if ( -e $sys_info_file && ( !$locked_values{'rpm_dist_ver'} && !$new_conf{'rpm_dist_ver'} or $new_conf{'rpm_dist'} eq 'unknown' ) ) {
print "ERROR: Refusing to update $sys_info_file since I cannot determine your distro's major version\n";
print "Please run: " . q{rpm -qf --queryformat '%{VERSION}\n' /etc/redhat-release} . "\n";

If your cPanel update eventually completed, you’re probably fine.  If you have RPM issues still, the quick and dirty way to fix this is as so:

rm -rf /var/lib/rpm/__db.00*
yum clean all

Note:  Don’t try to trick the system by setting rpm_dist_ver to something that you’re not running, especially if you’re trying to force cPanel to update on your CentOS 4 system.  We’ve tried it, and it doesn’t work.


Fixing cPanel Locale Errors

If you receive an “Internal Death” (generic cPanel speak for “something broke”) when accessing WHM and/or cPanel, the first thing you should do is check the cPanel error logs at /usr/local/cpanel/logs/error_log.  You may see something like this:

die [Internal Death while parsing [stdin] xxxxx] Read of CDB_File failed: Protocol error at /usr/local/cpanel/Cpanel/CPAN/Locale/Maketext.pm line 217.
Cpanel::CPAN::Locale::Maketext::maketext() called at /usr/local/cpanel/whostmgr/docroot/templates/menu/root.tmpl line 53

This is almost always an issue with the locale database, and tends to occur when a cPanel update failed due to outside conditions – such as a server running of our disk space, memory, etc during the update.  To fix this, simply move the locale files out of the way:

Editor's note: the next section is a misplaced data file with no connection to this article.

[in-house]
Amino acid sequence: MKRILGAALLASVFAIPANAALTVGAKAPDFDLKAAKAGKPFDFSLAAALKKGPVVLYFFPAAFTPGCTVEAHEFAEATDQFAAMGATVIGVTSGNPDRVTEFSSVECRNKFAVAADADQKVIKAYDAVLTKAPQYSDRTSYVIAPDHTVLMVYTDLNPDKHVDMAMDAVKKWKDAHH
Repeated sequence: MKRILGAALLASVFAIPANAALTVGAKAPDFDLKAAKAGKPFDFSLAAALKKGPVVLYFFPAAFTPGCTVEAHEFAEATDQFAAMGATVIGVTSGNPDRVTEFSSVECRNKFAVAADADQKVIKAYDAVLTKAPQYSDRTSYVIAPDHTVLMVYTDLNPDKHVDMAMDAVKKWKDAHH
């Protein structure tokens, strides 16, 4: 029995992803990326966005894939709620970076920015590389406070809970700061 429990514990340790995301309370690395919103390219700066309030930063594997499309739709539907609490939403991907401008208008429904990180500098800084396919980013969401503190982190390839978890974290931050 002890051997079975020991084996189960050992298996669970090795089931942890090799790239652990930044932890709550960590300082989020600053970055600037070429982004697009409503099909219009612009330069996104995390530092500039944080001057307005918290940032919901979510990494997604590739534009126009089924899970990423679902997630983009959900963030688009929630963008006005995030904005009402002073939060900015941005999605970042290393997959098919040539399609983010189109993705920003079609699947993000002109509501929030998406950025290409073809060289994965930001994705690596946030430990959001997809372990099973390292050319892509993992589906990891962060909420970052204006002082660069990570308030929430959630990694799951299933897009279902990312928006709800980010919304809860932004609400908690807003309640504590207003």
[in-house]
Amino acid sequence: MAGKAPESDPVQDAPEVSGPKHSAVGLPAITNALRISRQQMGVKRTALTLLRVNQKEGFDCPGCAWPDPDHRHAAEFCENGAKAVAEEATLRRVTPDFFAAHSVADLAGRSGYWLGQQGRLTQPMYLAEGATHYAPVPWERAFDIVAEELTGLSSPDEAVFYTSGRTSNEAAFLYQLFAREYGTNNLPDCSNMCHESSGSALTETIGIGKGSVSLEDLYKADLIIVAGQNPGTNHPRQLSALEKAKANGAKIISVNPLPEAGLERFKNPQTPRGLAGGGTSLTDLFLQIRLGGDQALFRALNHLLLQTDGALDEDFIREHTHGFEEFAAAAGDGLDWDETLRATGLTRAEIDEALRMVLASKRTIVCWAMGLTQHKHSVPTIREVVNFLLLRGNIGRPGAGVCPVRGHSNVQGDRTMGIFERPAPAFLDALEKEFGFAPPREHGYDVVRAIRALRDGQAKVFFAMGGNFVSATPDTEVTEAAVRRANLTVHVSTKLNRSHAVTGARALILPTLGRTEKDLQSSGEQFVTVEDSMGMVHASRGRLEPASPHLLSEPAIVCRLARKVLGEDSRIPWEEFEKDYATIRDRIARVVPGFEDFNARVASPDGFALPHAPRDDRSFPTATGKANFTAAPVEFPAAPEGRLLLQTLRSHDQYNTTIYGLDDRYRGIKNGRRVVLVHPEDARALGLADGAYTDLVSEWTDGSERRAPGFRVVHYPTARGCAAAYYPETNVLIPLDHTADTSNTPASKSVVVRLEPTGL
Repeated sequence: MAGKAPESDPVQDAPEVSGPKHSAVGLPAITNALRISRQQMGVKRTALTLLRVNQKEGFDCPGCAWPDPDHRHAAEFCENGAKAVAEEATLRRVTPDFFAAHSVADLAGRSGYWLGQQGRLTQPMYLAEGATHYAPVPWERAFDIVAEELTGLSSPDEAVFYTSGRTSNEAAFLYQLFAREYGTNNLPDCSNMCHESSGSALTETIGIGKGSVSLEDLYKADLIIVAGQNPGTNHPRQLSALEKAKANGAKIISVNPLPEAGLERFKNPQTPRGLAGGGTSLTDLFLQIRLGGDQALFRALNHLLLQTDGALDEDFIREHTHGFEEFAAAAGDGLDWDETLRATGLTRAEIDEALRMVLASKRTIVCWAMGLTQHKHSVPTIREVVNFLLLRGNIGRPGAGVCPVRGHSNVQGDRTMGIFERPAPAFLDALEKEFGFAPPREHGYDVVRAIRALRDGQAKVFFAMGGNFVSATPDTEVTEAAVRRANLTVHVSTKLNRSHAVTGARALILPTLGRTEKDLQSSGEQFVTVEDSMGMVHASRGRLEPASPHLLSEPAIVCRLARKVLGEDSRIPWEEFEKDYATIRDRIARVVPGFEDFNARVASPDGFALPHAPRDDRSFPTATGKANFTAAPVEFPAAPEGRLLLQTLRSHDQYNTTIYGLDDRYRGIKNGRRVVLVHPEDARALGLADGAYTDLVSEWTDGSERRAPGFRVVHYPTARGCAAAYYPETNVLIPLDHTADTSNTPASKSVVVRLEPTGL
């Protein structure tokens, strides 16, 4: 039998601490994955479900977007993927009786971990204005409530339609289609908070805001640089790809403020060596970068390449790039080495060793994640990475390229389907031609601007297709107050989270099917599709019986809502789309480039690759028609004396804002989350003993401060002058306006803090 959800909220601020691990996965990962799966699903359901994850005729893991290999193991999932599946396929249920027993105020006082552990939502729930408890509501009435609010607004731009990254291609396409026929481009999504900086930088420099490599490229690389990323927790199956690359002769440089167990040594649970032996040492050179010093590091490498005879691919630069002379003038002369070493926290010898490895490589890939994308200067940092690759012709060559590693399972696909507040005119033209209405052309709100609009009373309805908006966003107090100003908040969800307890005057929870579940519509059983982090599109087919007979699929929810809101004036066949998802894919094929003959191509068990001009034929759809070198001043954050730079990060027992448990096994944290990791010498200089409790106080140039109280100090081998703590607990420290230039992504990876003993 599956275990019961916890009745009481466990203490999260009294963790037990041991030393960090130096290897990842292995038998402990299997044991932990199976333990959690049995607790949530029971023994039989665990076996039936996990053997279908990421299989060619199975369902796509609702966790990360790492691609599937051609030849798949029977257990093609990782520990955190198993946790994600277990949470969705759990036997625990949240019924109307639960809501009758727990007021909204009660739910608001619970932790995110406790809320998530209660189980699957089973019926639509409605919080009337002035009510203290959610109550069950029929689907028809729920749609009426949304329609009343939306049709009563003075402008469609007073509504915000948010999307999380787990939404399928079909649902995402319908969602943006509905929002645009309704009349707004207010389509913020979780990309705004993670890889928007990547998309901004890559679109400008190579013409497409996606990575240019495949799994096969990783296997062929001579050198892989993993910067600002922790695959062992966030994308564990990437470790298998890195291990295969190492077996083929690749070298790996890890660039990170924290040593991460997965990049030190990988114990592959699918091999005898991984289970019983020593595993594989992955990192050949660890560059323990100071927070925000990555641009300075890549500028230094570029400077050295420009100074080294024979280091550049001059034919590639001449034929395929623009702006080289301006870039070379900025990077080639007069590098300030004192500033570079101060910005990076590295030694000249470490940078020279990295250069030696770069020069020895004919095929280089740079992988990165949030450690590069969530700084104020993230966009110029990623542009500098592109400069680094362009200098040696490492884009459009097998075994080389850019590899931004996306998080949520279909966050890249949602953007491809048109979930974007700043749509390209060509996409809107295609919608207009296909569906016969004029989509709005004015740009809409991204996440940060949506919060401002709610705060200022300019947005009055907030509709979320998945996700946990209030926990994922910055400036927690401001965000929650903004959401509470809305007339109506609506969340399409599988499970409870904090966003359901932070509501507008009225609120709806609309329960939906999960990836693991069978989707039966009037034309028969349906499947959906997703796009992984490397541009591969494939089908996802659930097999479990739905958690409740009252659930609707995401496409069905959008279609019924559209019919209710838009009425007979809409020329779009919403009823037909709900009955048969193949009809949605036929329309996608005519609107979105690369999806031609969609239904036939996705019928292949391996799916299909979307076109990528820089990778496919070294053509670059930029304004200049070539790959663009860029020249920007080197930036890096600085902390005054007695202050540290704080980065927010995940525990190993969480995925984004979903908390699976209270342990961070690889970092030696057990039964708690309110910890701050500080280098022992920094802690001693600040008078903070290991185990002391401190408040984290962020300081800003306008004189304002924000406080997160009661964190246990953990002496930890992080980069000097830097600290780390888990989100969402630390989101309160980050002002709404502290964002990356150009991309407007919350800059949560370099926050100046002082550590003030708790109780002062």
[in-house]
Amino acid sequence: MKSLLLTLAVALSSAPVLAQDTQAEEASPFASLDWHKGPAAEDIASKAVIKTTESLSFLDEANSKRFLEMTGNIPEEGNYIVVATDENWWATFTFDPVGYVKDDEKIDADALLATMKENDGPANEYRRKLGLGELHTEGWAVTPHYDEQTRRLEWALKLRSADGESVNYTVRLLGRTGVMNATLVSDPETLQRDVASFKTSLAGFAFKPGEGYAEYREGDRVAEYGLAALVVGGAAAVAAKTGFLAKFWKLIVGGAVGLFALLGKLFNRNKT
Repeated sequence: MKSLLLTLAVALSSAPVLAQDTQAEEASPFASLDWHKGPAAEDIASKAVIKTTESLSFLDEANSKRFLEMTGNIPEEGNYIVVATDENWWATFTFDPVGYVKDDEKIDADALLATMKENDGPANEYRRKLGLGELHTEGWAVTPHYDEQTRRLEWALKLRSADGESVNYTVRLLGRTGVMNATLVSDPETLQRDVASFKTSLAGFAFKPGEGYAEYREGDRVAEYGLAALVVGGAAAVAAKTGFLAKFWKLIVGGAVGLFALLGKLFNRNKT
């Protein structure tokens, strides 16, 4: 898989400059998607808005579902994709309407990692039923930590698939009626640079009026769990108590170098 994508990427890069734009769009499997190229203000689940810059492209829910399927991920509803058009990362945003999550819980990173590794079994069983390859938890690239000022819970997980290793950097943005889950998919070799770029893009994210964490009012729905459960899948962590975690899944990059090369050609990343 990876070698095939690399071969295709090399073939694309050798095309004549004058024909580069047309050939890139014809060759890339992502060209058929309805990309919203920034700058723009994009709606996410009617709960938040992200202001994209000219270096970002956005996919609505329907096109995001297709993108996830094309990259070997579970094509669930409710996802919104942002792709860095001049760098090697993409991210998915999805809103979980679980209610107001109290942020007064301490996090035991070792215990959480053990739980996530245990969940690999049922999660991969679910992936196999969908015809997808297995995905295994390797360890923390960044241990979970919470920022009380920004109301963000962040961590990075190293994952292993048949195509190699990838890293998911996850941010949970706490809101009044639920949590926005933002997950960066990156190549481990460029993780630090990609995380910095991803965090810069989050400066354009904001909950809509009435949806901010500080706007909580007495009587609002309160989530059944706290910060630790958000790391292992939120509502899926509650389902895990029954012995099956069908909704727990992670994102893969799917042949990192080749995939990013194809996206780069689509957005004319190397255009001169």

mv /var/cpanel/locale /var/cpanel/bad_locale

If you have custom locales installed, you can go ahead and move the files back in (unless, of course, the custom locales were what was causing the problem).

Then run:

/usr/local/cpanel/bin/build_locale_databases –force

If your cPanel update did indeed fail, it’s a good idea to run it again.


Restoring DNS Zones on a cPanel Server

In rare situations, the DNS zones located in /var/named might disappear. We’ve heard of this happening after certain bind package updates, or simply due to administrator error. In either case, it may be possible to restore or at least recreate the missing zones.  Even if the server in question does not act as a nameserver, certain functions within cPanel require the zones to exist locally.  These instructions are geared toward a hosting server (not solely a nameserver) that may or may not be clustered with a cPanel DNSONLY server.  For more information about clustering, see this article.

Restoring from the DNS cluster


Firstly, if your server is clustered with another cPanel server, your job is going to be easy. All you have to do is have cPanel sync the zones from one of the other clustered server(s).  Here’s a very simple Python script that will pull out a list of main, addon, and parked domains from the cPanel data and sync them back to the server.  For this to work, you’ll need to make sure your remote DNS cluster is set to “synchronize” status.  To do this, you can either: